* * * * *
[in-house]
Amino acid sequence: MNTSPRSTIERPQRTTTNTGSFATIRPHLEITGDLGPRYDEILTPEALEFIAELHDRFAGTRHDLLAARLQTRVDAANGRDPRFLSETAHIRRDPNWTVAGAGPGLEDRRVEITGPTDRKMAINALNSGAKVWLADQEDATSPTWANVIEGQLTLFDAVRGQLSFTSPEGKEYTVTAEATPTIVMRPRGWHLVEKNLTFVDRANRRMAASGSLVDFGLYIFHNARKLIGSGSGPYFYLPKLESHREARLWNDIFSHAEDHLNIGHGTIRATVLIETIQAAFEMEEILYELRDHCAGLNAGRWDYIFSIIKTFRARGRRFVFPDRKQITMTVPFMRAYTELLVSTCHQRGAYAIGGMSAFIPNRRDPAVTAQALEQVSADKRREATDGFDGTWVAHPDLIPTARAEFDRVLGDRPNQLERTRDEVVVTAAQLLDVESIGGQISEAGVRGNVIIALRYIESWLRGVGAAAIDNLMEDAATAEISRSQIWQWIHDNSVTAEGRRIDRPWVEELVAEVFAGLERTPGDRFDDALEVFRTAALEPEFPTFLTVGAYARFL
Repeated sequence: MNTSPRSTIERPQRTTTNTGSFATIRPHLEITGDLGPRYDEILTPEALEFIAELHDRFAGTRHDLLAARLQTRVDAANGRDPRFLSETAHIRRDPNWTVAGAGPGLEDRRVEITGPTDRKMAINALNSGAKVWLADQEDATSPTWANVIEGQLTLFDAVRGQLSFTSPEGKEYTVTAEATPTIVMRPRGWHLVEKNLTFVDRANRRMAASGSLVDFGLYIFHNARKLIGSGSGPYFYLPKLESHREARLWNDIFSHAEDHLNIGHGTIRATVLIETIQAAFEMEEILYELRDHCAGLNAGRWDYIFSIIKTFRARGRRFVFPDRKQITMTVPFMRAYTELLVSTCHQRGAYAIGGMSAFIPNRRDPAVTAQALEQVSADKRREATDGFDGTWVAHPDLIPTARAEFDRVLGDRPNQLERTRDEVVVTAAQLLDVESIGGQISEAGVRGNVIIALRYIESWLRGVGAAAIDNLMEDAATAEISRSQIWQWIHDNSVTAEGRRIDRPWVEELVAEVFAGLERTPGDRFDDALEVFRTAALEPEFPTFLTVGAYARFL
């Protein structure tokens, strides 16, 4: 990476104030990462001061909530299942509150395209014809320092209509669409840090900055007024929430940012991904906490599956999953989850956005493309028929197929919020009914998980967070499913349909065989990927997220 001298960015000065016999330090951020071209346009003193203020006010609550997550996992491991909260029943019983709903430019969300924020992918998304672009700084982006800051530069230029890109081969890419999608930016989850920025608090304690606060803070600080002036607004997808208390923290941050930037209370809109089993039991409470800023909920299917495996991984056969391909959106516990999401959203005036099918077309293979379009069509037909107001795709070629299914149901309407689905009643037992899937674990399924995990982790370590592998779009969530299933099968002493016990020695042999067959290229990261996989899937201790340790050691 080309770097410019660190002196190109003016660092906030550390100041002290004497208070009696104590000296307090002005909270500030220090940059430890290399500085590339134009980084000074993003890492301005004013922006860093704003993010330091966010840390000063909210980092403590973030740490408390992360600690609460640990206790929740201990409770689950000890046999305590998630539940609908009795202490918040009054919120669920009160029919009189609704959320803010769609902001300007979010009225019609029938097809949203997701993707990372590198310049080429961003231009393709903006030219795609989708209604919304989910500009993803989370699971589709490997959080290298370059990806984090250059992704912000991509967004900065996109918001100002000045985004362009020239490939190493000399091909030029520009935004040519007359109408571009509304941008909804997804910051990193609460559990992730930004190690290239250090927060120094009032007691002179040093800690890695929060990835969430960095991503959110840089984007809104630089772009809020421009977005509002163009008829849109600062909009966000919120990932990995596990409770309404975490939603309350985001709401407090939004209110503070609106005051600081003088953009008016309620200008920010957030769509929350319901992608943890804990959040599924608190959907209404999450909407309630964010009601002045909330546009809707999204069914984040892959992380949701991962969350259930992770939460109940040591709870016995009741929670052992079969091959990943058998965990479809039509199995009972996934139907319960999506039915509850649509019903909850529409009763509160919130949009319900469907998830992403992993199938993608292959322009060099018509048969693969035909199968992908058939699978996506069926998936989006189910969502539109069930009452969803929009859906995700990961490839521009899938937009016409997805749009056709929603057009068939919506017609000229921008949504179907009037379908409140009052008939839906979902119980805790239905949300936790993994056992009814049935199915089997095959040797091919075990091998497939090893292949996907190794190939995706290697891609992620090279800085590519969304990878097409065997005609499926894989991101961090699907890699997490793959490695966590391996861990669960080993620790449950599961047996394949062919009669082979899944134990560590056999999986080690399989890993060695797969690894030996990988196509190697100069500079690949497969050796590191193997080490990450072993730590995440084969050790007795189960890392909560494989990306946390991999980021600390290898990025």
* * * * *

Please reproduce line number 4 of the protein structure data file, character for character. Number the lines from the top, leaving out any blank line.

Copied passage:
């Protein structure tokens, strides 16, 4: 990476104030990462001061909530299942509150395209014809320092209509669409840090900055007024929430940012991904906490599956999953989850956005493309028929197929919020009914998980967070499913349909065989990927997220 001298960015000065016999330090951020071209346009003193203020006010609550997550996992491991909260029943019983709903430019969300924020992918998304672009700084982006800051530069230029890109081969890419999608930016989850920025608090304690606060803070600080002036607004997808208390923290941050930037209370809109089993039991409470800023909920299917495996991984056969391909959106516990999401959203005036099918077309293979379009069509037909107001795709070629299914149901309407689905009643037992899937674990399924995990982790370590592998779009969530299933099968002493016990020695042999067959290229990261996989899937201790340790050691 080309770097410019660190002196190109003016660092906030550390100041002290004497208070009696104590000296307090002005909270500030220090940059430890290399500085590339134009980084000074993003890492301005004013922006860093704003993010330091966010840390000063909210980092403590973030740490408390992360600690609460640990206790929740201990409770689950000890046999305590998630539940609908009795202490918040009054919120669920009160029919009189609704959320803010769609902001300007979010009225019609029938097809949203997701993707990372590198310049080429961003231009393709903006030219795609989708209604919304989910500009993803989370699971589709490997959080290298370059990806984090250059992704912000991509967004900065996109918001100002000045985004362009020239490939190493000399091909030029520009935004040519007359109408571009509304941008909804997804910051990193609460559990992730930004190690290239250090927060120094009032007691002179040093800690890695929060990835969430960095991503959110840089984007809104630089772009809020421009977005509002163009008829849109600062909009966000919120990932990995596990409770309404975490939603309350985001709401407090939004209110503070609106005051600081003088953009008016309620200008920010957030769509929350319901992608943890804990959040599924608190959907209404999450909407309630964010009601002045909330546009809707999204069914984040892959992380949701991962969350259930992770939460109940040591709870016995009741929670052992079969091959990943058998965990479809039509199995009972996934139907319960999506039915509850649509019903909850529409009763509160919130949009319900469907998830992403992993199938993608292959322009060099018509048969693969035909199968992908058939699978996506069926998936989006189910969502539109069930009452969803929009859906995700990961490839521009899938937009016409997805749009056709929603057009068939919506017609000229921008949504179907009037379908409140009052008939839906979902119980805790239905949300936790993994056992009814049935199915089997095959040797091919075990091998497939090893292949996907190794190939995706290697891609992620090279800085590519969304990878097409065997005609499926894989991101961090699907890699997490793959490695966590391996861990669960080993620790449950599961047996394949062919009669082979899944134990560590056999999986080690399989890993060695797969690894030996990988196509190697100069500079690949497969050796590191193997080490990450072993730590995440084969050790007795189960890392909560494989990306946390991999980021600390290898990025």